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Re Ballard’s Conveyance  Ch 473
Property law – Restrictive covenants
The vendor included a covenant on the conveyance of property which defined the vendor as successors of the estate but imposed a restriction on the erection of buildings on the property, except for garden or farm buildings that were not built from red brick, to ‘any part of the above mentioned estate’. The estate was 1,700 acres and the restrictions in the covenant could not be applied to the entirety of the estate. As a result of this, the estate was subsequently conveyed without reference to the restrictions. Following this, the plaintiff claimed that the restrictions that were previously attached to the property were no longer applicable.
The court was required to consider whether the covenant touched or concerned the land in question and whether the covenant could be annexed to the property. This would enable the court to establish the area of the land that the restrictive covenant that was intended to apply to in the initial conveyancing.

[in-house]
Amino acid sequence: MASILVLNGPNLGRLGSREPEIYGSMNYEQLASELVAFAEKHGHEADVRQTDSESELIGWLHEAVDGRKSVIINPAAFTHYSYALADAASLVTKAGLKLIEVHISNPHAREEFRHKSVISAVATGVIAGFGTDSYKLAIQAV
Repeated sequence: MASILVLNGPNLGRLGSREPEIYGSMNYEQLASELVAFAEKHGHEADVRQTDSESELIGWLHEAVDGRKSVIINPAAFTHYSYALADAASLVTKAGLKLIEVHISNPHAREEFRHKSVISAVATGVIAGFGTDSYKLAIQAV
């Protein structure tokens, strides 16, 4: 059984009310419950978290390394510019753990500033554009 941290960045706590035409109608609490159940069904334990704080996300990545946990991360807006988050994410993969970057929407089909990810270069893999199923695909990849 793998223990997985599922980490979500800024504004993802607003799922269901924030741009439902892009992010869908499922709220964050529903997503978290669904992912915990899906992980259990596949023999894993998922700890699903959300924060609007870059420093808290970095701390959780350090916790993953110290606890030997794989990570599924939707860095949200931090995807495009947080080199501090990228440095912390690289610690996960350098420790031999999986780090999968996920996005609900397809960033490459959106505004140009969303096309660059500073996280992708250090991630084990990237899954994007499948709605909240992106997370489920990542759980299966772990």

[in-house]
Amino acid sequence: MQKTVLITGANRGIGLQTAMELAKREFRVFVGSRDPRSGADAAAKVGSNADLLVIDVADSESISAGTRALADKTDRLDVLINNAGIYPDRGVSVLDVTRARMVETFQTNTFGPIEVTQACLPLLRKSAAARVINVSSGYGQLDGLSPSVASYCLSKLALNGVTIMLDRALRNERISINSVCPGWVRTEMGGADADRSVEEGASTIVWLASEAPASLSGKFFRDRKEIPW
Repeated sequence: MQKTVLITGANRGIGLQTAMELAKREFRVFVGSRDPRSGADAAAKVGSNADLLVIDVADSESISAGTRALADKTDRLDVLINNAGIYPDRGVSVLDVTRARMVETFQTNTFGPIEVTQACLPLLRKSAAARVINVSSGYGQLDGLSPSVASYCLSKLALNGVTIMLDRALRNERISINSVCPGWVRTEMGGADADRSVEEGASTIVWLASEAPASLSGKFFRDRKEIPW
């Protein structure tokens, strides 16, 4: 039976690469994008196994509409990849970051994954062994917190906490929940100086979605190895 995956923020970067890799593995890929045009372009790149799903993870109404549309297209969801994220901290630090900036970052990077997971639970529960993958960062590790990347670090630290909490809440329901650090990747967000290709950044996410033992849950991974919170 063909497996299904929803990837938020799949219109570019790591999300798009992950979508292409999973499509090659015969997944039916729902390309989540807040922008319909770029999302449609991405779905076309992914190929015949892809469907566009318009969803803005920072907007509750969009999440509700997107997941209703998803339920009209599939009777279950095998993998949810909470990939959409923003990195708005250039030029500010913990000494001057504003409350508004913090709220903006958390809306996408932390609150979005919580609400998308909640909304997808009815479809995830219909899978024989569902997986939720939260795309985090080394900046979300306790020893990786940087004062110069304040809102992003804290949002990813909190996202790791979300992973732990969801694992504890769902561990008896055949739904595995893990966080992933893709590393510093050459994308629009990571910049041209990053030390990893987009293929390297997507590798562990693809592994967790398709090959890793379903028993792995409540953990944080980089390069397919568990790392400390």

The court held that the benefit of the covenant was intended to be imposed across the entirety of the estate in question. However, the restrictions, in this case, were building restrictions and therefore this could not apply to the whole estate. Moreover, the court did not find that the covenant concerned or touched the relevant piece of land and it was deemed to have not been annexed to this in the conveyance. On this basis, the plaintiff could not take action and the property was deemed to no longer be affected by the restrictive covenants.
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